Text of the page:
When you ask Diem Jennings what classes she’s excited to take next year when she starts high school at the Convent of the Sacred Heart in Manhattan, she answers quickly, “Mandarin.” Why Mandarin, among the multiple languages the high school offers? “It seems the most challenging to me,” she says simply.
What’s her favorite subject at the Partnership’s Sacred Heart? Math—”because it always gets more challenging.”
“She has that competitiveness in everything she does,” her parents explain.
Just two miles away at Immaculate Conception, Julio Tapia shares a similar eagerness about attending Regis High School next year. He opted for Regis among the schools where he was accepted because, he explains, “I choose to be challenged.” His fellow ICS student Joseph Mora, also headed to Regis in the fall, agrees: “I’m looking forward to learning at an accelerated rate.”
This spring, as we talk with Partnership eighth graders about their high school trajectories, three themes stand out: that amid all the upheavals of the last few years, many students maintain a refreshing love of learning and an eagerness for new challenges; their schools and their families play integral roles in helping them go after what they want; and to a surprising degree, they have altered their high school choices based on advice or support from others outside their families—including the high school placement counseling they receive through the Partnership.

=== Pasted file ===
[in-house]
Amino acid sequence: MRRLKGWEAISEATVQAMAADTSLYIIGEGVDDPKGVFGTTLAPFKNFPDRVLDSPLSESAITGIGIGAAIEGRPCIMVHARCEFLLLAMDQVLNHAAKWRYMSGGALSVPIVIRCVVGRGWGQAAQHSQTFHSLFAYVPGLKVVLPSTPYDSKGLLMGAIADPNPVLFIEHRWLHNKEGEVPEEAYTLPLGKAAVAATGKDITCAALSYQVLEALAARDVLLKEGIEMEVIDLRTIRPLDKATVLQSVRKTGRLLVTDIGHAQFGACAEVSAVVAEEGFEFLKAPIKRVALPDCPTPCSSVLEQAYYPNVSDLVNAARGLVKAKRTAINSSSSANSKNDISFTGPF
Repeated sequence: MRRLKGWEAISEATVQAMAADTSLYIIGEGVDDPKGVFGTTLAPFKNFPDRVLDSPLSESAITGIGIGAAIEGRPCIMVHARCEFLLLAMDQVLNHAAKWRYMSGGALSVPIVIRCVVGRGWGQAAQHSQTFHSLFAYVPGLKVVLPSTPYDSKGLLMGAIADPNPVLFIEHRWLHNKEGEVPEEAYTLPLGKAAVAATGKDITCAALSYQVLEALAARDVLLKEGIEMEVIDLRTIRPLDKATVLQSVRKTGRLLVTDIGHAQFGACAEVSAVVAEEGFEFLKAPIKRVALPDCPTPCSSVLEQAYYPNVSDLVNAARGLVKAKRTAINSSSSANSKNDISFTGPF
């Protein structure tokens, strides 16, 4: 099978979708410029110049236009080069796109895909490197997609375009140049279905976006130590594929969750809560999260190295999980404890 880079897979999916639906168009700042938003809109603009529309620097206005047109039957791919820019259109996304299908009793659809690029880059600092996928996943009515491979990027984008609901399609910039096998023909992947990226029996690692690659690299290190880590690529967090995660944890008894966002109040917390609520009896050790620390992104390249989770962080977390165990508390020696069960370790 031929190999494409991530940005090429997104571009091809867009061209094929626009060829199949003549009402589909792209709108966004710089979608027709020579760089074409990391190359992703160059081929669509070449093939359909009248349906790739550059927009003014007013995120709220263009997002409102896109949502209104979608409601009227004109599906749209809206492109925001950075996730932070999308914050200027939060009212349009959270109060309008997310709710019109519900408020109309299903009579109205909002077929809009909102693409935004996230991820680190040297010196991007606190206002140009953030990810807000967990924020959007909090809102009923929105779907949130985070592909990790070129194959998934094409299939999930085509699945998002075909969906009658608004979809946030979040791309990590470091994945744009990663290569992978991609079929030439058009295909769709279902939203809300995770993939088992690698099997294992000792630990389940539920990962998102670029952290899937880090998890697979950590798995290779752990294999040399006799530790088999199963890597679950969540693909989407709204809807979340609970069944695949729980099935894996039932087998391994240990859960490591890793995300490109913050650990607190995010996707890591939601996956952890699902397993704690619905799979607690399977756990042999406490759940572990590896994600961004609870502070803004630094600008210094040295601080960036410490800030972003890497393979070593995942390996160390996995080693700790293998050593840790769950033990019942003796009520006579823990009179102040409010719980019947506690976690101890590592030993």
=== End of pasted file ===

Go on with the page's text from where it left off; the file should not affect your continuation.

While Diem and Joseph are big fans of math (“numbers never lie,” Joseph explains), and Julio finds English Language Arts “movitating” as taught by ICS’s Mr. Ryan Bergoderi, it’s not just academics they are looking forward to in high school. Diem is eager to keep up two activities she started at Sacred Heart—playing the violin and being on the volleyball team—and both were key factors in her high school choice.
Julio is looking to continue one aspect of Regis life he has already enjoyed for three years: “a sense of community.” He began the Regis Reach program in the summer after fifth grade, an experience that offers promising middle school boys like Julio a distinctively Jesuit-flavored blend of academic, faith, and habit formation. Through Reach, he already has friends at Regis.
All three students credit both their schools and their families for helping prepare and motivate them. Diem’s parents explain that while they had the opportunity to enroll Diem in a Success Academy charter school at the start of sixth grade, which would have saved them from having to pay tuition, they opted to keep her and her two brothers at Sacred Heart for two reasons: the “well-roundedness” of the school, including aftercare activities like fencing and computer building, in addition to music; and the teachers at Sacred Heart. As her mom shares, “I have always felt like they are so invested in Diem and want her to do well. To have someone who believes in her every year means so much.”